I spent three days in Vancouver this week at the CAFÉ Symposium, along with a couple of hundred like-minded family business types. The Canadian Association of Family Enterprises (CAFÉ for short) has been running their symposium every 2 years, but they are now going to make it an annual event, starting next spring in Toronto.

So what happens at these events? I’m glad you asked.

Wednesday started with an optional factory tour that was hard to resist, since we got to see the inner workings of a chocolate factory. I had the pleasure of being in the plant tour group that was lead by the patriarch of the company, and I had flashbacks of my own father showing off his shop a few decades ago, seeing the pride a builder exhibits when showing off the operations of his business.

The remainder of the program was a combination of keynote speeches, workshops, an awards dinner, and my favourite part, the “Business Family Story” discussions, along with their Q & A sessions.

I love to hear stories about families who are in business together because they are all so different and we can always learn something new. The first family that we heard from was a media company, founded by a man who eventually brought his daughters into the business, including one who was recently named president.

Afterward, the father-daughter team who run the chocolatier came up and told the story of their business, and how they dealt with their succession and how the daughter purchased the company from him over several years.

The next day featured a family in the hospitality industry that was even more fascinating. Dad was in his 70’s and chairman of the board, and all four of his children were in key positions, including the oldest son who is President. This is not that rare of course, but the fact the he had promoted his son to the presidency at the age of 22 did have some in the audience shaking their heads.

On the last day, 2 cousins took the stage to tell the story of their business family’s journey from great-grandpa in the mining business, and his company that was passed down to grandpa, now owned by 3 siblings in the third generation (G3).

The two members of G4 talked about how they are working on the ways that several members of G4 will eventually take over the family assets, as they have recently shown their ability to take over and run the family foundation. They are also looking at how members of G5 can begin to play important roles.

The open exchange of what families have done, what else they tried, what worked and what didn’t, and the sharing of their trials and tribulations, along with their successes, was not only fascinating, but inspiring.

There was plenty of teaching and learning going on over the three days, and I left feeling like many business families are finding excellent ways of dealing with the issues that make family business so interesting and challenging at the same time, thanks in part to the help of CAFÉ.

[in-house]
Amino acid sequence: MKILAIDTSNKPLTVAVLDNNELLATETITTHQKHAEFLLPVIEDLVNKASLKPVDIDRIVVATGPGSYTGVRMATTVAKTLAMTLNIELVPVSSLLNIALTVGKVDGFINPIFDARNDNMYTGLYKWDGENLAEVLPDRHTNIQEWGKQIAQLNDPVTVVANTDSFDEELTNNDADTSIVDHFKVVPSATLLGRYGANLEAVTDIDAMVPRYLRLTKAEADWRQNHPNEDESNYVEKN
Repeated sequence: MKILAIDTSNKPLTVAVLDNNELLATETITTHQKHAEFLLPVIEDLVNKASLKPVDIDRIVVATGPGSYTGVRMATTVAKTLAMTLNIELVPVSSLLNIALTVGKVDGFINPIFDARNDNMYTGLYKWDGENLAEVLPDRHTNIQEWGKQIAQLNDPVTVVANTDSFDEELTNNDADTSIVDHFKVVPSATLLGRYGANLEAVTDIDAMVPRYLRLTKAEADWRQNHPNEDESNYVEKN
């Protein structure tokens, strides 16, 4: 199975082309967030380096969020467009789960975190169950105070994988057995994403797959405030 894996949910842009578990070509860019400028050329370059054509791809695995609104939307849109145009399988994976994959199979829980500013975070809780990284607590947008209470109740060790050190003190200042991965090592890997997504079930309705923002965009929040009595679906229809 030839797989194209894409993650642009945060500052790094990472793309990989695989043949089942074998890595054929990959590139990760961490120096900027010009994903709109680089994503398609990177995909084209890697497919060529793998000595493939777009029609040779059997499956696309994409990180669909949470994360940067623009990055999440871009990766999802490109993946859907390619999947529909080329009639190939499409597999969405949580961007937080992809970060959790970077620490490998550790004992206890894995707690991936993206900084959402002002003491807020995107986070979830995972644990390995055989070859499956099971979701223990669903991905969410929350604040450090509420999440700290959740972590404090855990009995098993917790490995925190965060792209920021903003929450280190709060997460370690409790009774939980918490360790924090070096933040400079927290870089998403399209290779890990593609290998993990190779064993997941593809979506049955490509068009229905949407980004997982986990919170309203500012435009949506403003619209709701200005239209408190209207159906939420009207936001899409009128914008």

I also got to meet several other advisors who are graduates of the Family Enterprise Advisor program. Since the program originated at UBC, there are so many more FEA alumni in Vancouver. I mentioned that all of the FEA certificants from Quebec got together for a meeting recently, but that unfortunately that included only me from the 2013 Toronto cohort having lunch with Joe Havas from 2012.

This also reminded me of my, Dad who used to say that he had held a board meeting earlier that morning, while in the shower, alone. Family businesses still seem to be reluctant to appoint outside boards of directors, but thankfully more and more are seeking the help of qualified and experienced outside advisors.

I will certainly be at the CAFÉ Annual Symposium in Toronto in 2015.

Steve Legler “gets” business families.
He understands the issues that families face, as well as how each family member sees things from their own viewpoint.
He specializes in helping business families navigate the difficult areas where the family and the business overlap, by listening to each person’s concerns and ideas.  He then helps the family work together to bridge gaps by building common goals, based on their shared values and vision.
His background in family business, his experience running his own family office, along with his education and training in coaching, facilitation, and mediation, make him uniquely suited to the role of advising business families and families of wealth.
He is the author of Shift your Family Business (2014), he received his MBA from the Richard  Ivey School of Business (UWO, 1991), is a CFA Charterholder (CFA Institute, 2002), a Family Enterprise Advisor (IFEA 2014), and has received the ACFBA and CFWA accreditations (Family Firm Institute 2014-2015).
He prides himself on his ability to help families create the harmony they need to support the legacy they want. To learn how, start by signing up for his monthly newsletter and weekly blogs here.